Recommended Reading

Today, I’m adding a new topic to the list (at the right of this page, click on one to see all the posts on that topic!).

In the course of the campaign, I’m coming across all sorts of interesting, enlightening, and though-provoking material. I’d like to share two of them in this first “Recommended Reading” post.

The first is an article from Strong Towns: There Are Three Different Kinds of Developers. I find Strong Towns usually has something interesting to say, even when I don’t agree with it. In this case, it’s a helpful overview that basically says “not all developers.” Hey, I get it if that makes you not want to read it. But still, I think it’s useful to understand that there really are different categories of developer, with different relationships to our community, and different priorities.

The second is a piece about how the visibility of poverty makes people feel unsafe — even if crime levels haven’t changed much. Have a look at People “Feel Unsafe” Because Visible Poverty Is Everywhere, written by Adam Johnson (The Column, on Substack). I found this analysis very persuasive, and it’s just as true for Asheville as it is for cities all around the country. I recommend reading the whole thing (some excerpts below).

“…[A] consistent theme in dozens of articles on the subject of “crime”: the current situation, more than anything, just *feels* unsafe.

Dismissing the Vibes isn’t tactically smart and can be perceived as glib, denialist, or detached. People are seeing more visible evidence of widespread poverty. And this trend, echoed and replayed nonstop by local media and viral Facebook posts, contributes to a broad perception that our society is falling apart. The Vibes, therefore, are thrown into the catch-all category of “safety.”

And with this sleight-of-hand, with this conflation, all social ills fall under the purview of policing and prisons. Vibes, by their very nature, become the purview of our carceral state.… So it’s police and longer sentences we get. Virtually no national conversation about tens of billions for free public housing and mental health, much less housing as a human right.…The victims are not those suffering from poverty and mental health issues, but the “homeowners” and “business leaders” who have to witness their slow, preventable deaths.…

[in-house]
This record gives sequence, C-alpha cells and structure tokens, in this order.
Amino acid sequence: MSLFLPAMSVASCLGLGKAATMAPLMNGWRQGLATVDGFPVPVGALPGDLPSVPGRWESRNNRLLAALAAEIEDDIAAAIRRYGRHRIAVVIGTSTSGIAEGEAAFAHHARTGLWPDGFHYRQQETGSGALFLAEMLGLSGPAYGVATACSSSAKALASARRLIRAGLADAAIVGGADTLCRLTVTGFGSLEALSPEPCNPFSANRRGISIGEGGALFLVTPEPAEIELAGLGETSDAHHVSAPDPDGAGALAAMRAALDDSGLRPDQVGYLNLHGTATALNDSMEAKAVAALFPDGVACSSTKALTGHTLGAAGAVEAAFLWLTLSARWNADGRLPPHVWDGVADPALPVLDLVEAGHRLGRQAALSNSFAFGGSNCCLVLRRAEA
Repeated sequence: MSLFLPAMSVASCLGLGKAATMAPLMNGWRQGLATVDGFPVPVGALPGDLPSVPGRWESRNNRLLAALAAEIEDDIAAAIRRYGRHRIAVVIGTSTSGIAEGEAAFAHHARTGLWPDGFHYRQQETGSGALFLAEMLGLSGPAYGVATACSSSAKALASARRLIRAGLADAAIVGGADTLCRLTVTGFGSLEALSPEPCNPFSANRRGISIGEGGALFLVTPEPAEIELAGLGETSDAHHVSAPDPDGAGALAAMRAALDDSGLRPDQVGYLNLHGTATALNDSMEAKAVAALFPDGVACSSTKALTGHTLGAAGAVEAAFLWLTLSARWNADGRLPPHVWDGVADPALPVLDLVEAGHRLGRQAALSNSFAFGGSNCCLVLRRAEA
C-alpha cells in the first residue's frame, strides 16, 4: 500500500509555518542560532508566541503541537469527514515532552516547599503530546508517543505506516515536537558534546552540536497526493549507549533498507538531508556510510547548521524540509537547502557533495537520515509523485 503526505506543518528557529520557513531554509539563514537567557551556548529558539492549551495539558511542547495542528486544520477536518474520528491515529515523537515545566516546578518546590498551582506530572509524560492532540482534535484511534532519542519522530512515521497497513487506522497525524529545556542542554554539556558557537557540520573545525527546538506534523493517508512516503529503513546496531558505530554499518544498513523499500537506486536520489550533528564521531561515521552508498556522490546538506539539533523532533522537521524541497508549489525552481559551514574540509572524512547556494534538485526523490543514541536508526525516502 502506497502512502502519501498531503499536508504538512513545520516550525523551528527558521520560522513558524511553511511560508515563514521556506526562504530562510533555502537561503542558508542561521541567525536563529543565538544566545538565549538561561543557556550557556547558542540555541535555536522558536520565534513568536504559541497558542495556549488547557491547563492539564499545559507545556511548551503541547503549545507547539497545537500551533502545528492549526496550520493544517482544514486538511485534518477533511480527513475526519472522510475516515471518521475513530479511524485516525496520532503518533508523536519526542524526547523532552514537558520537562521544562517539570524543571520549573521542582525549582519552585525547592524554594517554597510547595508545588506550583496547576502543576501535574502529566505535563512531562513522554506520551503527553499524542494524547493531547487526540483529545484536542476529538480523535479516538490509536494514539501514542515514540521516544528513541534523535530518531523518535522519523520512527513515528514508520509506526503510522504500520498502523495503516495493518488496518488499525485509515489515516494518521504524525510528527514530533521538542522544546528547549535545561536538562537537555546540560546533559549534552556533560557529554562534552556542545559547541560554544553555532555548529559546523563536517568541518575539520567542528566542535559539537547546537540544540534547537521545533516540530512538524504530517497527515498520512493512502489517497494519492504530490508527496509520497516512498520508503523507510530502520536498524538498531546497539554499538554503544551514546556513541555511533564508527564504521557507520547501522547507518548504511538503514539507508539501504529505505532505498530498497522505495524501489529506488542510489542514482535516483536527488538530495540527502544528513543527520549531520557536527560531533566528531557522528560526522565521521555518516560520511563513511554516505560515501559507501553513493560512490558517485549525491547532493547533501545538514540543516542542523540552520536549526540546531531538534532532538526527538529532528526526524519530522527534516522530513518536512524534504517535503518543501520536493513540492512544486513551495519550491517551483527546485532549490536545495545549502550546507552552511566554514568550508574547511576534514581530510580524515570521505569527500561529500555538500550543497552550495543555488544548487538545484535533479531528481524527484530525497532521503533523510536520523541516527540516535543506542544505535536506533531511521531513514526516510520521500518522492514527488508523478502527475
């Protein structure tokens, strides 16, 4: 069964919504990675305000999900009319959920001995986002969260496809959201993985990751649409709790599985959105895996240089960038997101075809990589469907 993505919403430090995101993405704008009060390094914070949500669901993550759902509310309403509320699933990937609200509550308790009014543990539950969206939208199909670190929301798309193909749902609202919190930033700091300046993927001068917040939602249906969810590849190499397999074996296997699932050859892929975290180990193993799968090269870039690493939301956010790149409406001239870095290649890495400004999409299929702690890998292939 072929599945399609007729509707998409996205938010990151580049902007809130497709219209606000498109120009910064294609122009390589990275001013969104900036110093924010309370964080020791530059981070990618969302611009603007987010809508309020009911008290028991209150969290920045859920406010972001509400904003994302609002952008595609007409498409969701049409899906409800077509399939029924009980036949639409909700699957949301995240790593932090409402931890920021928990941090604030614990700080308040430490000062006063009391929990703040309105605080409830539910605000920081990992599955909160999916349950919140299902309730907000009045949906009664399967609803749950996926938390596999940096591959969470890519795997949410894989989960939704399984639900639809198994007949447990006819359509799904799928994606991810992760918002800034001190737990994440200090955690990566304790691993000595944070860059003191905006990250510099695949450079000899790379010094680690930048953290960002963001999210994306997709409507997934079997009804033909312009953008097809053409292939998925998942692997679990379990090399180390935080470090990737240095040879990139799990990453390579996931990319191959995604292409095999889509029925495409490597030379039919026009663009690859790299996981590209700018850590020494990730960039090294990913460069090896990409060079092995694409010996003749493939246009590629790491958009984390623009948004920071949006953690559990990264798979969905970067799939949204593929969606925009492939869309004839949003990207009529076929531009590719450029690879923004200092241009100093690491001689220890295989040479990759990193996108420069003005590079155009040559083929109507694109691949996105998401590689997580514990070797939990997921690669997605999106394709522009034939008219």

Words cannot convey how depraved this is, how warped our priorities are, how deeply cynical and mean and nasty our media culture is.…What, in an otherwise rational world, would be perceived as a systemic failure of the “richest country on Earth” to care for its poor has been moralized, compartmentalized, and reduced to millions of individual moral failings and Bad Life Choices.”

Both of these articles address national trends, but they’re matters of great urgency for us here in Asheville. Let me know what you think about them!

Criminalizing First Amendment Speech & Feeding the Homeless

The City has decided to double down on the “felony littering” charges levied against a group who were protesting and aiding the unhoused in Aston Park on Christmas Day last year.

This is an egregious legal overreach.

My remarks:

Until this year, felony littering was charged exactly once in the past decade in Buncombe County.

I would be interested to know the process by which APD arrived upon this charge as the most appropriate one for a handful of people — no wait, six months later, it’s now 15 people — who arguably were feeding the hungry and exercising their First Amendment rights. Who came up with this creative legal strategy? I can’t imagine it was top-of-mind for APD in the heat of the moment on Christmas Day. Do we owe this innovative approach to a city attorney?

Am I in favor of people dumping trash in public parks? I am not.

Do I prefer that protestors refrain from making a mess? Yes.

Do I think that charging folks as felons is reasonable in this case? I do not.

Do I think that this prosecution will cost the city more than it’s worth, both financially and in reputation? Yes, I do.

Do I think the city will succeed in getting convictions with this prosecution? I’m skeptical.

One likely outcome is misdemeanor pleas. Another is a protracted and expensive litigation around first amendment issues. Outright dismissal is another plausible result. No matter how it plays out, it makes for an ugly picture for Asheville and I’d expect headlines nationally just as favorable as those we were graced with for the infamous Aid Station raid during the George Floyd demonstrations.

Is this the best use of city resources? Not to my mind.

Neither in the policing effort nor in any subsequent prosecution of charges. I won’t even go into the questionable claims about the quantity of so-called trash or the merits of the ‘art projects.’ For a department that’s short-staffed, investigating and pursuing the arrest of 16 citizens for their politically-motivated speech and humanitarian efforts seems an absurd and possibly unconstitutional overreach.

I urge City Council to ask that these charges be dropped. I likewise call upon District Attorney Williams to dismiss them.

Respecting Human Dignity

This was not the comment I went to this March 22 City Council meeting intending to make. But I felt compelled to address the perils of seeking “cleanliness” at the cost of regarding some human beings as trash.

Asheville has a huge challenge facing us in mitigating the suffering of our unhoused neighbors and addressing the disruption that visitors, businesses, and residents experience. Let us remember one anothers’ fundamental humanity while we do so.